In the Middle

My teenage son teases me. “You’re old,” he laughs. Nope, I’m just older. Older than he is for sure, also older than I was.

But really, I’m in the middle.

Middle age. It almost chokes me to say it.

Image by Gerd Altmann from Pixabay

We’re also in the middle of so much, all of us, but I’ll speak from my place in the world. We’re in the middle of various projects, short- and long-term plans: with our kids, for our home and marriage, for our careers.

We’re almost to the middle of a second sideways-shifted pandemic year, and the middle of my body has expanded uncomfortably in sad proportion to the necessity of comfort-seeking in an uncomfortable time … oops. We also hope we may be approaching the beginning of another transition to a post-pandemic world.

It sure looks like we’re in the middle of so much, yet I wonder how we know it’s the middle while we live it. What if what we think is the middle stretches on and on, and eventually we look back to discover this right now was really the making of a long beginning? That’s still better than the alternative, a premature ending.

I recall the disciples in a boat in the middle of a lake in the middle of a night. Jesus came walking to them on the water and they became frightened. They thought he was a ghost. It occurs to me that perhaps, sometimes, the very best most wonderful thing that could happen to us in a middle, whatever that middle looks like, is also the thing that first scares the wits out of us.

The middle may be messy, but so is life. Messy and marvelous, brutal and beautiful, wonky and wonderful. And it’s good to remember that, even in the middle, even when I’m scared, I am not alone.

We are not alone.

Love is the Remedy

Five Minute Friday prompt: REMEDY

Today I am two weeks post-second COVID vaccination. Which means I should be about as safe as I can be.

The vaccine is a specific remedy to a world-wide problem that has shifted our lives more than we currently recognize. I don’t need to rehash the overwhelm of this past year: we’ve all lived it, experiencing its terrible specifics at different levels. The vaccine helps, sure. I am exceedingly grateful for the vaccine. But the real remedy to what ails us? I’d say it’s love.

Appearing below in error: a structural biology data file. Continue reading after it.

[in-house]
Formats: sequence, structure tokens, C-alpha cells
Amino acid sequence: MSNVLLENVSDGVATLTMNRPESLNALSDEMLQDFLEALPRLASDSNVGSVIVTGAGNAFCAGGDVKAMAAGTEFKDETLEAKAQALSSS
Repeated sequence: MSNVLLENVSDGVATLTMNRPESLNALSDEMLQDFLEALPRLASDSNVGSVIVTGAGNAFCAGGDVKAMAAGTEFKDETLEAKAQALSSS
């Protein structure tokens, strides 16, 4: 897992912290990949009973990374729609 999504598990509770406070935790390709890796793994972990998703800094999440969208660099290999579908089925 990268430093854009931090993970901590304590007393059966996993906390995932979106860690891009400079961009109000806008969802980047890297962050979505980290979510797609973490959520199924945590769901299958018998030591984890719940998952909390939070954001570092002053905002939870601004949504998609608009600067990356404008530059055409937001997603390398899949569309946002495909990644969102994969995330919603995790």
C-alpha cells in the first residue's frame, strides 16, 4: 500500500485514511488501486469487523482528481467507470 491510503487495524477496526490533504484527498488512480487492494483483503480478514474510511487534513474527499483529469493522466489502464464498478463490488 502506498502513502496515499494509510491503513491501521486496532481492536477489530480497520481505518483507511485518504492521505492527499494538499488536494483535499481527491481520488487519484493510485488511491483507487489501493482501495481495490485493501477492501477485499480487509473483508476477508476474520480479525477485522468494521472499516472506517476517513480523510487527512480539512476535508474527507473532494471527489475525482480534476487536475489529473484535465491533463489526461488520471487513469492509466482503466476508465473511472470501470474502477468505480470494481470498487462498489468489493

Love looks like doing unto others as we’d like them to do unto us.

Greeting people cheerfully. Looking them in the eyes. Letting the smile radiate through our eyes – if we’re masked, that’s all they can see anyway.

Love looks like listening long, deeply, well. Listening with a desire to hear someone’s heart. Asking questions rather than making assumptions. Putting aside agendas. Being willing to admit we don’t know, we don’t have all the answers, maybe we’re wrong. Responding with humility and grace. Praying throughout.

Love looks like seeking out those you haven’t heard from in a while. Offering to help. Showing up with warm homemade cookies. Sending snail mail. Serving others’ needs. Serving sacrificially.

Love looks like sharing abundantly. Giving freely. Spreading joy, singing loudly, dancing exuberantly, belly laughing.

Love looks like being together. Accepting flaws and quirks. Admiring gifts and uniqueness. Love also looks like setting healthy boundaries.

What could someone do to love you well today? Once you’ve got your answer, go do that for someone else.

To quote the famous song, “What the world needs now is love, sweet love.” Love is the remedy we need.

Dreams Do Come True

I’m setting a timer and participating with the Five Minute Friday crowd. This week’s theme is POSSIBLE. In the story below, you’ll see that achieving your wildest dreams just might be possible…

You want to shout: “Title and Picture do not match!” Bear with me…

My son snapped this shot of an albino baby Rosy Boa taking a giant nibble of his finger on his first day of full-time employment at one of his all-time favorite places: The East Bay Vivarium.

We discovered the Vivarium, the nation’s oldest and largest reptile store, just months after we moved to the San Francisco Bay Area. At only seven years old, our son was already a reptile enthusiast. For the 1st grade talent show, he delivered an oral report with a handout to teach his peers about the lizards they were likely to meet in their backyards.

Other kids told jokes like:
“What’s a banana?”

For his eighth and ninth birthdays, he invited a friend for pizza and a visit to the Vivarium to check out their incredible inventory of cool critters. When he was twelve years old, I caved and let him choose his own snake, a Red Tail Boa, now measuring a whopping eight feet. Over several years, he has added seven Ball Pythons to his collection. He’s begun breeding them as well.

This year has been a long and winding road. Like so many of us, my son struggled in various ways and had to put a lot of his life on hold. But ultimately the road led him to this job. While this might be the stuff of my nightmares, he is living his dream. STOP

Cover image of Rosy Boa by gayleenfroese2 from Pixabay